Tutor/Mentor Connection

Connect knowledge, volunteers, youth and make a difference.

“The true power of the internet is that it gives us the chance to do something different - focus on ourselves for a change. That indeed, would be visionary”. (Duchess Harris)

I’m still in the process of understanding “the connection”, a new moniker that I have dubbed the whole social networking process of Cabrini Connections. Today, I was successful at explaining the connection to two of our new additions to Cabrini, Eunsoo Lee and Jawon Koo. Both have currently joined the ning for the Tutor Mentor Connection and started blogs this afternoon on behalf of Cabrini. As I was explaining the way the Tutor Mentor Connection uses technology and social networking to connect the organization to individuals and groups through the internet, I also had a chance to retrace my training and hear again the point of this new system of using the web to promote a central cause publically. New ideas, such as hosting a Cabrini blog team and creating a iSearch page for the organization, came to mind as we three navigated through all the networks Cabrini is connected to on the web. Activism through media and technology is not new, but is definitely setting a new pace as to how social and community leaders operate on the web.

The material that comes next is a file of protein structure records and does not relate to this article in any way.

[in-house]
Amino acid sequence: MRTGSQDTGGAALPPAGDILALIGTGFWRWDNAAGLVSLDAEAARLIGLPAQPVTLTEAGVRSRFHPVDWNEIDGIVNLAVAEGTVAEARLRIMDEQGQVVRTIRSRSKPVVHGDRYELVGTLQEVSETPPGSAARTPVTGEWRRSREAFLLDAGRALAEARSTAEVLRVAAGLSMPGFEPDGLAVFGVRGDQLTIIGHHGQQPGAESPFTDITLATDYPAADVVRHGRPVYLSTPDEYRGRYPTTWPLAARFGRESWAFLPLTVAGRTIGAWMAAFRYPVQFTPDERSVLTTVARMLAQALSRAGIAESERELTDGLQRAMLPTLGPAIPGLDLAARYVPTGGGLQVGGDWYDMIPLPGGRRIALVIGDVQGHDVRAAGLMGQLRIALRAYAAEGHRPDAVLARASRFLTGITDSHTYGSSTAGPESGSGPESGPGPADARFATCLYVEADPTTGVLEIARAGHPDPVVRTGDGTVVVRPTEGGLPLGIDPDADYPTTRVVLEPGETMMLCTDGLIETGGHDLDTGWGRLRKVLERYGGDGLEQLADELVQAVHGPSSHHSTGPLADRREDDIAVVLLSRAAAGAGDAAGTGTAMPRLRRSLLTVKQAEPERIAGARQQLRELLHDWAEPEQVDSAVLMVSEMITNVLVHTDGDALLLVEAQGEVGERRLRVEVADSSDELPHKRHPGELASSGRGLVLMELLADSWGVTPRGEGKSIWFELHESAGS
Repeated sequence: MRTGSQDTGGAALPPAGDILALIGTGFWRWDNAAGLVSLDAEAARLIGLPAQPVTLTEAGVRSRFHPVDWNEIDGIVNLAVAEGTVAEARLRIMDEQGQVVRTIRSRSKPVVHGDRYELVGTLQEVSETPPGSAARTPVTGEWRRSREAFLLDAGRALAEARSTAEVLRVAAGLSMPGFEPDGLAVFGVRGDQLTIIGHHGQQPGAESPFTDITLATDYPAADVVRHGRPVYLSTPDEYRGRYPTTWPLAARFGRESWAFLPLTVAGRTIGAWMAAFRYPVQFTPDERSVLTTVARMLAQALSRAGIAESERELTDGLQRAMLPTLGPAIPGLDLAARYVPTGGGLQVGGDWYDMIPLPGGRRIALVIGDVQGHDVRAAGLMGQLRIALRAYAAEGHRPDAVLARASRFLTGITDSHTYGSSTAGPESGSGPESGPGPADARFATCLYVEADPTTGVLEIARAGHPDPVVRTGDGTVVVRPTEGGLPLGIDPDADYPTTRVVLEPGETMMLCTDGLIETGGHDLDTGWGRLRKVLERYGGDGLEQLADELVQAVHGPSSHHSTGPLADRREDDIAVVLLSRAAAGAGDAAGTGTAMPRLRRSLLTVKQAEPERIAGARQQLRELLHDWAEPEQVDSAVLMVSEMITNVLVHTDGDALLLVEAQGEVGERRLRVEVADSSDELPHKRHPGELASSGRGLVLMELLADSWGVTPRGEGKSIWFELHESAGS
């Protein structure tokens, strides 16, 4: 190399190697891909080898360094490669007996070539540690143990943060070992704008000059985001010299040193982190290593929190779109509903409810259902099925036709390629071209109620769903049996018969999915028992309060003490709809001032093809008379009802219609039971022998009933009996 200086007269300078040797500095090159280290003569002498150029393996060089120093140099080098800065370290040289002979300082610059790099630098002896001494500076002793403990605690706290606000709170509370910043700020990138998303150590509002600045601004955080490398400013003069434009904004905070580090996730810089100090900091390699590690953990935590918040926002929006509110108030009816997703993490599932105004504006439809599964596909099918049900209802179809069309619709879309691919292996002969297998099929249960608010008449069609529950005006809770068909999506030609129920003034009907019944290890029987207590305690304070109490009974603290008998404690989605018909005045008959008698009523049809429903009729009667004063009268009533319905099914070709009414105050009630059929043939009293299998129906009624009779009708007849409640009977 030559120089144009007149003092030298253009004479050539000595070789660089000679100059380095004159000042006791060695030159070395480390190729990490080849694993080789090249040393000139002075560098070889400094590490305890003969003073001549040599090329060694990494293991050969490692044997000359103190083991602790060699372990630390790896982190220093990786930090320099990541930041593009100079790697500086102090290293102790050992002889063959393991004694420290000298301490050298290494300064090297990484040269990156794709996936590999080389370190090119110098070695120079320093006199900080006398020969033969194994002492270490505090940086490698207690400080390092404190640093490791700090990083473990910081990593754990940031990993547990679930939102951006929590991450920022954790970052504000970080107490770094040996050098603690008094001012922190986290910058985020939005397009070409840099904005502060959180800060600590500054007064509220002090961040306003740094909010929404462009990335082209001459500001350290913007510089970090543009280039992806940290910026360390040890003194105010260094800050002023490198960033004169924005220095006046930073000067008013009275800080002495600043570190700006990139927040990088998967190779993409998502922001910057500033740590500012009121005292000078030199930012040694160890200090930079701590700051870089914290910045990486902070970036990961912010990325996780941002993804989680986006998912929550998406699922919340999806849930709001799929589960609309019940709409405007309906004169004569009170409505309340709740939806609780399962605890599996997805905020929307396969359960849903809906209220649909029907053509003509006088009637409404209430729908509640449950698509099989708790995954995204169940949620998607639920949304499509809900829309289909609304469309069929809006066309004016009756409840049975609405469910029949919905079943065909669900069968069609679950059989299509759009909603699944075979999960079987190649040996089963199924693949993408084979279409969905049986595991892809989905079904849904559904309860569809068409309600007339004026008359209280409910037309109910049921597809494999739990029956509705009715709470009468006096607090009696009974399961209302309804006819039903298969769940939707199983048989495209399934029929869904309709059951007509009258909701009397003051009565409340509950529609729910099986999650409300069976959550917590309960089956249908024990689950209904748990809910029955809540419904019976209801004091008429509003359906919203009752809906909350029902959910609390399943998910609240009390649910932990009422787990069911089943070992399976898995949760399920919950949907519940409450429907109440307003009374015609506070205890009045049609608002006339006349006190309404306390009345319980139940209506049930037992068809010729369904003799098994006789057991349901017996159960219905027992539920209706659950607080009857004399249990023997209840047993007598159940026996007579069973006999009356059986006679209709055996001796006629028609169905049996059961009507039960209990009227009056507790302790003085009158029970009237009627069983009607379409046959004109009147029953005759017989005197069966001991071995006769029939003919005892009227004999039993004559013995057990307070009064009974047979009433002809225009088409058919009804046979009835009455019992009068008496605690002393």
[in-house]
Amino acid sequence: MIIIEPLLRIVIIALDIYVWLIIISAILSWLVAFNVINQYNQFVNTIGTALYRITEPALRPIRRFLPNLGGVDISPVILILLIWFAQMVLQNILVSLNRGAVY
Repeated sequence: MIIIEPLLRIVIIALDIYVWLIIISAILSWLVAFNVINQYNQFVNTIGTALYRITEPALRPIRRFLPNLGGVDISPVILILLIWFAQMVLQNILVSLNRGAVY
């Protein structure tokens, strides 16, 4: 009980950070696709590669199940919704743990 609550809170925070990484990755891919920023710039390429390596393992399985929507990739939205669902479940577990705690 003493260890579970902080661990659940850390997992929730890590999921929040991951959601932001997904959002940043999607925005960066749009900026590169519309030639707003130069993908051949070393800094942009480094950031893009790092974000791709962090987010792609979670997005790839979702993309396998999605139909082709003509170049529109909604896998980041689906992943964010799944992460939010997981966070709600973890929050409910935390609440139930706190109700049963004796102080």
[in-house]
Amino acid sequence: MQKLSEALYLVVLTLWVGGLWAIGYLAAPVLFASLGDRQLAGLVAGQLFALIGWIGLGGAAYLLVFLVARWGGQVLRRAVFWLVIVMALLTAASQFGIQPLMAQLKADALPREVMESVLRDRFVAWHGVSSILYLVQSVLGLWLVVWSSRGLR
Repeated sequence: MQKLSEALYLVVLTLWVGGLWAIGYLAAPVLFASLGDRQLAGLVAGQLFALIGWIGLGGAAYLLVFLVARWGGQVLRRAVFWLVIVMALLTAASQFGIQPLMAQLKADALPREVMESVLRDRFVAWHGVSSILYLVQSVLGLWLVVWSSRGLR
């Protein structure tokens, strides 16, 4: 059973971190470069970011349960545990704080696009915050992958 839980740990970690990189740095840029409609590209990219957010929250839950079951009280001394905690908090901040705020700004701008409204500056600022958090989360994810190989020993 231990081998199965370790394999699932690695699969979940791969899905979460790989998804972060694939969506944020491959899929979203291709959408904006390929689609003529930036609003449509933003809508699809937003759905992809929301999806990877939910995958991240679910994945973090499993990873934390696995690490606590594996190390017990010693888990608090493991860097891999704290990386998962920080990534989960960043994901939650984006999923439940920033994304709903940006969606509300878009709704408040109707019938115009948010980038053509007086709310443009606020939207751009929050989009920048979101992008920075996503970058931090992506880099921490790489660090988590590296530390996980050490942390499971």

One acquaintance I came to know through web activism is Alexis Gumbs. We are both apart of the Quirky Black Girls movement, an online network of women who are raising consciousness about a variety of different issues that we are confronted with in society. Gumbs was recognized as a media activist and recently named one of the “50 People Who Are Changing Your World” by Wiretap Magazine. I took a short tally of all the different online social networks, blogs, websites, twitter, facebook, myspace accounts, etc. that were accredited to Gumbs and the QBG movement, and I found 12 different sites. Eunsoo, Jawon, and I counted 7 sites, 11 blogs, and 5 different uses of social network accounts for the Tutor Mentor Connection. I can see how being introduced into this form of activism can be both overwhelming and exhausting. One must really understand the goal and allow it to drive her/him to produce.